3. s says:

    i have evidence to support that producing a winner and increasing prices won’t put people in the seats.

    i’m sure the dodgers did a little homework on this. and it’s working for them in tickets sold.

    once again tom, i’ll ask you. is there not something wrong with a upperlevel or outfield ticket costing much more in St pete vs LA? especially when filling the seats is a daily headline?

    • Tom says:

      “I have evidence to support that producing a winner and increasing prices won’t put people in the seats”

      Care to produce this evidence? According to Baseball-Reference, the Rays averaged 15,924/game from 1999-2007 than averaged 21,855/game 2008-2011. It seems to me winning does increase attendance.

      As far as the price of seats being lower in LA than St. Pete, I have no idea how or why the Dodgers price their tickets. I know they need to compete with the Angels and that may influence their decisions. I do know the Rays have been rated the best bargain in pro sports a couple of times. The way things have gone with the Dodgers the past few years I would not want to follow their ownership model.

      • s says:

        ok, let me rephrase that. winning may improve sales but it will never get us anywhere near “mlb average”. and stu knew this, all he had to do was look across the state to see it BEFORE he bought the team.

        the dodger cut prices to increase season ticket sales. i’m trying not to be a complete ass here. but if we slashed prices in the cheap seats, don’t you think a hell of a lot more people would show up? look at the free ticket day. people lined up for hours for seats.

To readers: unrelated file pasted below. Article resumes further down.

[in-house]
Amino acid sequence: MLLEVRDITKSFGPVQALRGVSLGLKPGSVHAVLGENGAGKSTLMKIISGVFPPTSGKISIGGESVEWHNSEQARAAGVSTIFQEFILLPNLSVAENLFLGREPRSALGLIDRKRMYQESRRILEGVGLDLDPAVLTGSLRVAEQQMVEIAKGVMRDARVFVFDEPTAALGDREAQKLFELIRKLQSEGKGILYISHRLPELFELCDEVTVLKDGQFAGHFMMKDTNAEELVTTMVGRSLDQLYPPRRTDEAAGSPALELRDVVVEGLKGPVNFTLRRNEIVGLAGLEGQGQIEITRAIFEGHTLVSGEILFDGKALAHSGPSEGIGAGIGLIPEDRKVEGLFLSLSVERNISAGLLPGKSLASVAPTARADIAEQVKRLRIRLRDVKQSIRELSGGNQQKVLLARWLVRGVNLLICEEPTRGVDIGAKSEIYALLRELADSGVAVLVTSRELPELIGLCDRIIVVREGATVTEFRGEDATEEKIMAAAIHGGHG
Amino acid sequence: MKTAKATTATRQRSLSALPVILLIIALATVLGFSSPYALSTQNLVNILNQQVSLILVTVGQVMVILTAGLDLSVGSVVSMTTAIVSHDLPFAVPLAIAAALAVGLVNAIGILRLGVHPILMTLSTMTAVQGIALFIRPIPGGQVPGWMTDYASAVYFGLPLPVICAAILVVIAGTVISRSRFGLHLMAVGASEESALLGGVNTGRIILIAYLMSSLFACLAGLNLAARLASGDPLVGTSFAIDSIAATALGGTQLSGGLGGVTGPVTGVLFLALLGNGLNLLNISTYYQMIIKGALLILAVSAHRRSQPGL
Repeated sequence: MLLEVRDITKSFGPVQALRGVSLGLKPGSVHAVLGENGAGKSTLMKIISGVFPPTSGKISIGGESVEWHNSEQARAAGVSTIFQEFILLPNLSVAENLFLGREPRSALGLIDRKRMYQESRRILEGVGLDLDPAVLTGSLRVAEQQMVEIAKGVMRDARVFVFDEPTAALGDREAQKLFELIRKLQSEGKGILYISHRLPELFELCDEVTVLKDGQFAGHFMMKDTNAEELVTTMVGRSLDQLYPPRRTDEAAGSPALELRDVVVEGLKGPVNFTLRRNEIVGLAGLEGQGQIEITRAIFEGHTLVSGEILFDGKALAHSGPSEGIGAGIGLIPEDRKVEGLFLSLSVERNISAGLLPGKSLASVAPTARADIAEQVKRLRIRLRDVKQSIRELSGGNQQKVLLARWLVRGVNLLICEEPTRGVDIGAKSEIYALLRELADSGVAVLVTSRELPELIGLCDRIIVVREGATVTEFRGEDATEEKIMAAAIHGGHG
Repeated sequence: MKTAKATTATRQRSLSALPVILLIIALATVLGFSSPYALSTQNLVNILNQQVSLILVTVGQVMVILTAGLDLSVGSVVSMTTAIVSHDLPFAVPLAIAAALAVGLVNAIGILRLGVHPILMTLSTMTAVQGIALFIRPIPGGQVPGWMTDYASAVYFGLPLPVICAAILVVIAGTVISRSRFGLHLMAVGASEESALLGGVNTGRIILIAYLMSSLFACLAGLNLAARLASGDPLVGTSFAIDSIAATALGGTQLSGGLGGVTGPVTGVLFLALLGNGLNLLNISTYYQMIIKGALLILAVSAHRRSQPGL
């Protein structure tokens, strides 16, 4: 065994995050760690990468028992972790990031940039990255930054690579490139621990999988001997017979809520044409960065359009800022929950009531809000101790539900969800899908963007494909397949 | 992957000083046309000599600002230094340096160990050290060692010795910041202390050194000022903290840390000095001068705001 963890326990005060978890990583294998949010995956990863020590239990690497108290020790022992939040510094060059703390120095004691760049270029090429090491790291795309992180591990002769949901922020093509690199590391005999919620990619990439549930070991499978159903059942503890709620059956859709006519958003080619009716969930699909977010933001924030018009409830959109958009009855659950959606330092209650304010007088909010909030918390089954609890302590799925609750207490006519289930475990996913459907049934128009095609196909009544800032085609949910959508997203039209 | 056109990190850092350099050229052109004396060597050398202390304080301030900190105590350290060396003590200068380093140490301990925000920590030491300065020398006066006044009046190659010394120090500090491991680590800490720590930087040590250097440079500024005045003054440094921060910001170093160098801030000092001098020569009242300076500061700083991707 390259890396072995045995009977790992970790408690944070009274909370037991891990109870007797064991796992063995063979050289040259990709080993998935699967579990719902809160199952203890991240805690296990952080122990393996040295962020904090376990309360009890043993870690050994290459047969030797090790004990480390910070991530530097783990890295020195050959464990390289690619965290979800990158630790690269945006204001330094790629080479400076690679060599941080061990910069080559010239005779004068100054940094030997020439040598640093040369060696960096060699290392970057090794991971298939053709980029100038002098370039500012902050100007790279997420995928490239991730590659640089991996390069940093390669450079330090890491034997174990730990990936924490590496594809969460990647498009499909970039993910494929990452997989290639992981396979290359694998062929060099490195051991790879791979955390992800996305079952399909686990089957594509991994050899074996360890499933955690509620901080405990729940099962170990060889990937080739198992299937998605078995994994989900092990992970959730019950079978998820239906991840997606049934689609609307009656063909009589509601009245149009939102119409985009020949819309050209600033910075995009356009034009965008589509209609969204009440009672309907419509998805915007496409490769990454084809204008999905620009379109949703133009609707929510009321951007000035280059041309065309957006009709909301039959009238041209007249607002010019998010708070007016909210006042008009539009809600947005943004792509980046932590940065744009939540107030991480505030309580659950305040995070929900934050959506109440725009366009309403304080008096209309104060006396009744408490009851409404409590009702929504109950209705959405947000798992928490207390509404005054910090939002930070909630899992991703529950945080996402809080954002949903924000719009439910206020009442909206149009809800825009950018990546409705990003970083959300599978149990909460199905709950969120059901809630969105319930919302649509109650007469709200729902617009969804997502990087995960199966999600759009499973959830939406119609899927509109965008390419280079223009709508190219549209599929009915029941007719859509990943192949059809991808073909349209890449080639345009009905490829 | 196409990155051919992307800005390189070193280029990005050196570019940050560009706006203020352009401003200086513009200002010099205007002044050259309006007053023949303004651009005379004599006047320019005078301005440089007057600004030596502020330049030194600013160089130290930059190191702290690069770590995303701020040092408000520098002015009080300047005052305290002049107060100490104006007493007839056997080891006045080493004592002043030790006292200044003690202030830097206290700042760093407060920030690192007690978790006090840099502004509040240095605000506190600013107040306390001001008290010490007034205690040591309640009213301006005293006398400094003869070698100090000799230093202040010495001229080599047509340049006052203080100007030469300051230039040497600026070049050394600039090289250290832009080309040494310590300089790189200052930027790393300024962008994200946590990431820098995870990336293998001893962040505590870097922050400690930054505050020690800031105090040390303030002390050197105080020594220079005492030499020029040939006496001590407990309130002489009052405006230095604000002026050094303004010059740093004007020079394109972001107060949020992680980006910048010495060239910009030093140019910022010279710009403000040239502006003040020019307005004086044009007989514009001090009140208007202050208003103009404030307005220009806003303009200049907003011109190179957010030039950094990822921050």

i just don’t think they’re making 100% effort to get anywhere near a sellout. they try to maximize the dollar of the seats sold vs selling more ticket at a lower price. for them it’s a wash it’s the same amount of money in ticket sales and they get leverage for a new stadium.

        when you’re market is full of retirees and families on a major budget due to the economy, then drastically slashing prices on the cheap seats is the ONLY way your going to fill the trop and solve the attendance woes.

        and please, why in the hell would i post as a different name on a anonyomous comment to debate with other anonyomous posters?

        • Tom says:

          “I just don’t think they’re making 100% effort to get anywhere near a sellout. they try to maximize the dollar of the seats sold vs selling more ticket at a lower price. for them it’s a wash it’s the same amount of money in ticket sales and they get leverage for a new stadium.”

          All businesses do this, they try to maximize revenue not attendance. I cannot fault Sternberg for trying to get the best return on his investment possible. I doubt they made much money when they gave away tickets.

  4. s says:

    “All businesses do this, they try to maximize revenue not attendance. I cannot fault Sternberg for trying to get the best return on his investment possible. I doubt they made much money when they gave away tickets.”

    the businesses that do this aren’t bitching every year that they don’t have enough customers, they’re happy with what they have. stu takes the saks 5th ave approach as gets as much out of the fans that can afford to go. i’m suggesting taking the walmart approach and sell more for less. if they were truly trying to fill the trop then this is how to do it.